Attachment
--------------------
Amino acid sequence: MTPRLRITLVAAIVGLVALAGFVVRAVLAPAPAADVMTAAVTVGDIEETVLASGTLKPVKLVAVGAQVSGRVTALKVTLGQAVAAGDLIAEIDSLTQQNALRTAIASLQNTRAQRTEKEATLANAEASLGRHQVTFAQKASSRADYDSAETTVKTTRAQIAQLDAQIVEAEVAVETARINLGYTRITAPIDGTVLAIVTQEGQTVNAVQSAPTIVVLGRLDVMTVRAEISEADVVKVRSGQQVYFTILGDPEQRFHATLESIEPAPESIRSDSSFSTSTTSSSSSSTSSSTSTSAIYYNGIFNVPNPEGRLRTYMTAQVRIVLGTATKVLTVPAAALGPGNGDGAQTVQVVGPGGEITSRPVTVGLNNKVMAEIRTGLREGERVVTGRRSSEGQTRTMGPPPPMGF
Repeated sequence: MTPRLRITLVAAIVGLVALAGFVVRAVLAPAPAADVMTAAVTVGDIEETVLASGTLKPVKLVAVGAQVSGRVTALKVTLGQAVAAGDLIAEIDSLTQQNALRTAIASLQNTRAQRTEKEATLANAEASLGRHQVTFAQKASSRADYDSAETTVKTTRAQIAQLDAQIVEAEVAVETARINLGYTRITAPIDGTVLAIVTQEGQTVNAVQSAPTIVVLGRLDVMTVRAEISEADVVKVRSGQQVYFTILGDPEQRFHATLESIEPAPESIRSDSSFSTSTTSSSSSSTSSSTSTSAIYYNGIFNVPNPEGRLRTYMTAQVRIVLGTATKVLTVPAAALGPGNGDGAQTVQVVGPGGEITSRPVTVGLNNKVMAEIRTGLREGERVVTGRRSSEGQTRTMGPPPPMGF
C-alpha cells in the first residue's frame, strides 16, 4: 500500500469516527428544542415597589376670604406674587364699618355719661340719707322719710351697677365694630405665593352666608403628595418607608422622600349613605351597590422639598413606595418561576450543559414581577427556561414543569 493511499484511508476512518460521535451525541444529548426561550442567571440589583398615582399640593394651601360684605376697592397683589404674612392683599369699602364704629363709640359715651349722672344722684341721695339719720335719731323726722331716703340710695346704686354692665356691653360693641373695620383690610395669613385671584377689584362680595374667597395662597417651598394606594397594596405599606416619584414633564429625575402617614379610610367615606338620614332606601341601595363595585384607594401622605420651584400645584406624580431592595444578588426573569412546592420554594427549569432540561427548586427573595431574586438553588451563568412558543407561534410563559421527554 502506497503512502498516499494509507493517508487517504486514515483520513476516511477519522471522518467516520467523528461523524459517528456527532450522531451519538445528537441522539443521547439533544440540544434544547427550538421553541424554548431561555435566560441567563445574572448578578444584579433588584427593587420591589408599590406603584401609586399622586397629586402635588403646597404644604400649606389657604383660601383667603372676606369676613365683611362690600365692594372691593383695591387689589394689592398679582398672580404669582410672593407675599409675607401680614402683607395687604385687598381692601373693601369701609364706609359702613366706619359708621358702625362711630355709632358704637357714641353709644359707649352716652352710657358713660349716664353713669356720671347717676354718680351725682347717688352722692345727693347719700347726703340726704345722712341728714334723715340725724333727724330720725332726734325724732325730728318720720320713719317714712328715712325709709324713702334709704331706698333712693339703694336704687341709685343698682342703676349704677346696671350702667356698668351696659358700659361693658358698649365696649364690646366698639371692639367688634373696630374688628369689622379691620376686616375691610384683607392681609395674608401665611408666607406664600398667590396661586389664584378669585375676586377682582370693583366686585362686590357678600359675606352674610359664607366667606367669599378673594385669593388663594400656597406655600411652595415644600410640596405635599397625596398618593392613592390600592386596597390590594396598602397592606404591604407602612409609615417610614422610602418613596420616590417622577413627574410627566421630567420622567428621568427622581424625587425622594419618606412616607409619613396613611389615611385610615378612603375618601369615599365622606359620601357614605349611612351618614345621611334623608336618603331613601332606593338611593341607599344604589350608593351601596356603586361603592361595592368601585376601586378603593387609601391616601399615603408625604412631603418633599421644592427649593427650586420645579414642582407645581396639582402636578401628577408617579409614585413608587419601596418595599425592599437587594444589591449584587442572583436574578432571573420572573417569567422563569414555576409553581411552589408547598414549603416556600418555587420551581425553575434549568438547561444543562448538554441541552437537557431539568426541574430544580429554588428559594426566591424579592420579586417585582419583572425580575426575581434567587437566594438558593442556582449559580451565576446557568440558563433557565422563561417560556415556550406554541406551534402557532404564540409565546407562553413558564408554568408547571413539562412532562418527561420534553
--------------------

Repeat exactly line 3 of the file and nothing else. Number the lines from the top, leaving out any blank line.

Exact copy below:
C-alpha cells in the first residue's frame, strides 16, 4: 500500500469516527428544542415597589376670604406674587364699618355719661340719707322719710351697677365694630405665593352666608403628595418607608422622600349613605351597590422639598413606595418561576450543559414581577427556561414543569 493511499484511508476512518460521535451525541444529548426561550442567571440589583398615582399640593394651601360684605376697592397683589404674612392683599369699602364704629363709640359715651349722672344722684341721695339719720335719731323726722331716703340710695346704686354692665356691653360693641373695620383690610395669613385671584377689584362680595374667597395662597417651598394606594397594596405599606416619584414633564429625575402617614379610610367615606338620614332606601341601595363595585384607594401622605420651584400645584406624580431592595444578588426573569412546592420554594427549569432540561427548586427573595431574586438553588451563568412558543407561534410563559421527554 502506497503512502498516499494509507493517508487517504486514515483520513476516511477519522471522518467516520467523528461523524459517528456527532450522531451519538445528537441522539443521547439533544440540544434544547427550538421553541424554548431561555435566560441567563445574572448578578444584579433588584427593587420591589408599590406603584401609586399622586397629586402635588403646597404644604400649606389657604383660601383667603372676606369676613365683611362690600365692594372691593383695591387689589394689592398679582398672580404669582410672593407675599409675607401680614402683607395687604385687598381692601373693601369701609364706609359702613366706619359708621358702625362711630355709632358704637357714641353709644359707649352716652352710657358713660349716664353713669356720671347717676354718680351725682347717688352722692345727693347719700347726703340726704345722712341728714334723715340725724333727724330720725332726734325724732325730728318720720320713719317714712328715712325709709324713702334709704331706698333712693339703694336704687341709685343698682342703676349704677346696671350702667356698668351696659358700659361693658358698649365696649364690646366698639371692639367688634373696630374688628369689622379691620376686616375691610384683607392681609395674608401665611408666607406664600398667590396661586389664584378669585375676586377682582370693583366686585362686590357678600359675606352674610359664607366667606367669599378673594385669593388663594400656597406655600411652595415644600410640596405635599397625596398618593392613592390600592386596597390590594396598602397592606404591604407602612409609615417610614422610602418613596420616590417622577413627574410627566421630567420622567428621568427622581424625587425622594419618606412616607409619613396613611389615611385610615378612603375618601369615599365622606359620601357614605349611612351618614345621611334623608336618603331613601332606593338611593341607599344604589350608593351601596356603586361603592361595592368601585376601586378603593387609601391616601399615603408625604412631603418633599421644592427649593427650586420645579414642582407645581396639582402636578401628577408617579409614585413608587419601596418595599425592599437587594444589591449584587442572583436574578432571573420572573417569567422563569414555576409553581411552589408547598414549603416556600418555587420551581425553575434549568438547561444543562448538554441541552437537557431539568426541574430544580429554588428559594426566591424579592420579586417585582419583572425580575426575581434567587437566594438558593442556582449559580451565576446557568440558563433557565422563561417560556415556550406554541406551534402557532404564540409565546407562553413558564408554568408547571413539562412532562418527561420534553